The etrog (citron) is the most prestigious of the four species used in the Sukkot rituals. It is with good reason that people are particular about its perfection, swaddle it and keep it safe in a silver box. Former prime minister Ariel Sharon was an etrog at the time of the disengagement, although his etrog was faulty at both the stem end and the stamen. And the body of the entire etrog was covered with blots that could not be ignored.
There is no politician who would not lust to be an etrog - to suddenly become an etrog. Which of them would not want to step into Sharon's shoes as he traipsed delicately to the four species market?
There are obvious reasons for the lust for etrog status. First of all, the etrog bears fruit, unlike the myrtle or the willow, which mourns its barrenness. Secondly, the etrog has flavor and fragrance - both learning and wisdom - as well as good deeds, whereas the palm has flavor but no fragrance, the myrtle has fragrance but no flavor and the willow has neither flavor nor fragrance.
Thirdly, it is customary to hold the palm frond together with the branches of myrtle and willow in the right hand, while the etrog is carried alone, an only child, in the left hand. Is only the left able to legitimize the illegitimate? There are theories like that. And they are being developed nowadays, too.
The book of commentaries Yalkut Shimoni holds that "those who bear fruit will have need of those who do not bear fruit, and those who do not bear fruit will have need of those who bear fruit. And none of them performs his obligation until they are all aggregated into one." There is more than a hint here about the commandment of national consensus and even the necessity of a unity government before disaster strikes - and it is always possible to make disasters happen sooner if one only tries. And anyone who is left by himself on the outside will hasten to be gathered in, lest his separatism cause him to sin via a slip of the tongue.
Can everyone who wants to be an etrog also be one? Is everyone capable of successfully undergoing the transformations of absolution and forgiveness? The task is possible, but not at all simple. Although most of the candidates do keep a splendid silver box somewhere at home, if not a golden box, nevertheless their future is not safe in the box. Improvements in the public opinion polls are liable to turn out to have been mere passing shadows, and soothsayers have already forecast how their glory faded away in five weeks of war. Public opinion is a sea of shifting sands on which one dare not build; at most, one can build a sukkah (temporary dwelling) there. And that is indeed how they are erecting the new tabernacle of peace - so that it will last for a short while, until the first rain.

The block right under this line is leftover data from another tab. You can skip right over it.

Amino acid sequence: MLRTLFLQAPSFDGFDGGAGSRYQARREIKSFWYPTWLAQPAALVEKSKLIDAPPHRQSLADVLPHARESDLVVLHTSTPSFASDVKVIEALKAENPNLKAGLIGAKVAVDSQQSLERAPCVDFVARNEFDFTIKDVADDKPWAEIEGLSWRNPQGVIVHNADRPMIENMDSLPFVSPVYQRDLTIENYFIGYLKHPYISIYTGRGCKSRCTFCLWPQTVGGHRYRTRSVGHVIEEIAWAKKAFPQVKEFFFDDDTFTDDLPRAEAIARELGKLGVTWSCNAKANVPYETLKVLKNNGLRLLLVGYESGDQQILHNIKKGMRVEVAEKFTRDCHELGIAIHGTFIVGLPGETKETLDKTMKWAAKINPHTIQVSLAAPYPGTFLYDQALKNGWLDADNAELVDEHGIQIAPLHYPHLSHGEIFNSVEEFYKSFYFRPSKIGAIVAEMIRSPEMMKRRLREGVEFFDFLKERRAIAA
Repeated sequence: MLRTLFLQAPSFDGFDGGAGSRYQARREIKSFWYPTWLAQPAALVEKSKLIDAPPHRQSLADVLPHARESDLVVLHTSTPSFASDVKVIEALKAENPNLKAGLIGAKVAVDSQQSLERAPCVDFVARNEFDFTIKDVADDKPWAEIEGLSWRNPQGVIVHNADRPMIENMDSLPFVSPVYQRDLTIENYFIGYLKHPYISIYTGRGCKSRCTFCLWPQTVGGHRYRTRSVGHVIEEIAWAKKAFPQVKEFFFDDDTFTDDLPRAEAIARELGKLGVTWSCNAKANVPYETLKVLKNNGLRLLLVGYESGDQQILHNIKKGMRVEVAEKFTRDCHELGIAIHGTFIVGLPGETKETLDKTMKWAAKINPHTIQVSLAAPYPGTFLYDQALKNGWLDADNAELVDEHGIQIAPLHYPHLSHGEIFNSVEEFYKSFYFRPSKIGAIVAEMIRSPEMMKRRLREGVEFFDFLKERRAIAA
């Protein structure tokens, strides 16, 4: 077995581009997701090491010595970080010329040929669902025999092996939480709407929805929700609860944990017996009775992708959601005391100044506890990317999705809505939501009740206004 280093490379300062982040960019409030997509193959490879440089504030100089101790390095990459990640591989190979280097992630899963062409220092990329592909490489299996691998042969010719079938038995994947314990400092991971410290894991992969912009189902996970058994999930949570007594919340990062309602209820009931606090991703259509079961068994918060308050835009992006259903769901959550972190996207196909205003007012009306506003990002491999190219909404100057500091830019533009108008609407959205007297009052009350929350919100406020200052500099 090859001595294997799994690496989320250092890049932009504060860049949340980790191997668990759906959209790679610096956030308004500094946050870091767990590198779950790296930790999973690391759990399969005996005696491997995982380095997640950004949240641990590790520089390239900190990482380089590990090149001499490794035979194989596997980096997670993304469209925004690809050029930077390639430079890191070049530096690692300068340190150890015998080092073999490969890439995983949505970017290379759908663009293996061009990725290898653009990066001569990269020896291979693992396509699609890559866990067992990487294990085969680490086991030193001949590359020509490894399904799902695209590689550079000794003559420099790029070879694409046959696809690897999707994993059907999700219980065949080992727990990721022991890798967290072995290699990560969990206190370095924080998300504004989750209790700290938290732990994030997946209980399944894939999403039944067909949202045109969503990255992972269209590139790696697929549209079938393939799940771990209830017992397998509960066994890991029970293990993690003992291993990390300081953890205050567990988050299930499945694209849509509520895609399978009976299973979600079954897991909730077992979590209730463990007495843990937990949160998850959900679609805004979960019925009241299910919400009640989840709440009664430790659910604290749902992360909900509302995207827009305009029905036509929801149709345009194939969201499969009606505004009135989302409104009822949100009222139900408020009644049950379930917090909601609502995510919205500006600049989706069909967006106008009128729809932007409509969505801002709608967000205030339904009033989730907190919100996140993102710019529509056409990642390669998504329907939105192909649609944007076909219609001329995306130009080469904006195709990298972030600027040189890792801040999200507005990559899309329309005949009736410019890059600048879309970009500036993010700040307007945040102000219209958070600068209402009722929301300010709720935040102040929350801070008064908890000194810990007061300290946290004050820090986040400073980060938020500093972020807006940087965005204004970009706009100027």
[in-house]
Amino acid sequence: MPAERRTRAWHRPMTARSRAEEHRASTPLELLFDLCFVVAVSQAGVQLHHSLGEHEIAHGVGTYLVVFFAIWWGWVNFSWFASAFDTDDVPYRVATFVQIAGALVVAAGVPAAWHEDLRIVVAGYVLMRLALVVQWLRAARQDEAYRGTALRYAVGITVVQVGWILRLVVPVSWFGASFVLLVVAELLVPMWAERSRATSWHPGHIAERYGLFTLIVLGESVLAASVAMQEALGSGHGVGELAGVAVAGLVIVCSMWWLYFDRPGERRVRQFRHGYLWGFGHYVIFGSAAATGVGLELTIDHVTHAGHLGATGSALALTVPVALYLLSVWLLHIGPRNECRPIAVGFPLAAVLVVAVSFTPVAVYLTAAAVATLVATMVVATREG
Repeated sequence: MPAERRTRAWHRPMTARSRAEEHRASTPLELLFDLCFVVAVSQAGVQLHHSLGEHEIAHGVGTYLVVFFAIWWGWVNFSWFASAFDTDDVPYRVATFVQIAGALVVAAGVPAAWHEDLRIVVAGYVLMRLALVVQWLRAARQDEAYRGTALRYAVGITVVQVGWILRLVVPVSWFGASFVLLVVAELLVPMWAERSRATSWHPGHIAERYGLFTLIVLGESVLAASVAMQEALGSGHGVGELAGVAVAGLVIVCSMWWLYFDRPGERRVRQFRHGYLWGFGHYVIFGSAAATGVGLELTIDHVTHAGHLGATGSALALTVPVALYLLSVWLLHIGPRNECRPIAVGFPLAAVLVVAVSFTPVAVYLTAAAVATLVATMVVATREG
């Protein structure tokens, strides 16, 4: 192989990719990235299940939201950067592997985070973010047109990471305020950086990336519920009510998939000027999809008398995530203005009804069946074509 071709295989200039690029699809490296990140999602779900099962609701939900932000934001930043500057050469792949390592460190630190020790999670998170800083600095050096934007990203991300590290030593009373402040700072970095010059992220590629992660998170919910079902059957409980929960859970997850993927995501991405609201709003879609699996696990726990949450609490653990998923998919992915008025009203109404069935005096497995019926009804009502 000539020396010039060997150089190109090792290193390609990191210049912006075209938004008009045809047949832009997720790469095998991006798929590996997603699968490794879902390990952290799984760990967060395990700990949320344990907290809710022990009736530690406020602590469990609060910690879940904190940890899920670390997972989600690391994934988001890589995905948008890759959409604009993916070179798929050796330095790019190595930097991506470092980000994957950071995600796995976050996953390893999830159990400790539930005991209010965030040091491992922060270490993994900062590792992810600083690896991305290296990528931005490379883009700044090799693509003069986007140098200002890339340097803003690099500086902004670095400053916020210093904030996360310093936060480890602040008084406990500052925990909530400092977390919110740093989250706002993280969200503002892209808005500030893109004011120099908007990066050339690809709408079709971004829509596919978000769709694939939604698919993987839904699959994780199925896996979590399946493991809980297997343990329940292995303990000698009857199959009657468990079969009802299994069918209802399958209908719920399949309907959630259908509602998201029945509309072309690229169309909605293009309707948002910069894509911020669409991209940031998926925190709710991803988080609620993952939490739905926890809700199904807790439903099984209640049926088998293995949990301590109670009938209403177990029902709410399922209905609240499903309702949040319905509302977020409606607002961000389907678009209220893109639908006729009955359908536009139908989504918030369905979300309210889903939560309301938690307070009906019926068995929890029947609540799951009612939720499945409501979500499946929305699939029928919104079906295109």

Experts on citrus fruit are familiar with various methods of growing them, and the citrus experts recommend a method of their own that transforms even rotten apples into splendid citrons: When the rot comes, you rise up from the place of ashes and turn to the work of grafting. The experts say that nothing is easier than grafting a citron onto a lemon or a quince or a bitter orange. Most rabbinical authorities rule that it is prohibited to recite the blessing on a grafted etrog, but a politician, even if he has been declared nonkosher, is still an etrog: It suffices for him to bomb unknown sites far away and wrap himself in seven transparent veils of silence.
There is a tale of a certain Hasid who, as the holiday of Sukkot approached, traveled to the big city in order to buy a fine etrog with money that he had been saving for a whole year. On his way to the city, he saw a Jew weeping because his horse had died and he had lost his way of earning a living. The Hasid did not hesitate; he gave the man all of his savings to buy another horse. When he returned home, he said: "Every Jew will recite the blessing over an etrog this year, but I will recite the blessing on a horse."
Many horses died here this past year, yet in the new year, they are continuing to gallop along the trail of etrog rinds. And we are continuing to bet on them with what is left of our savings.
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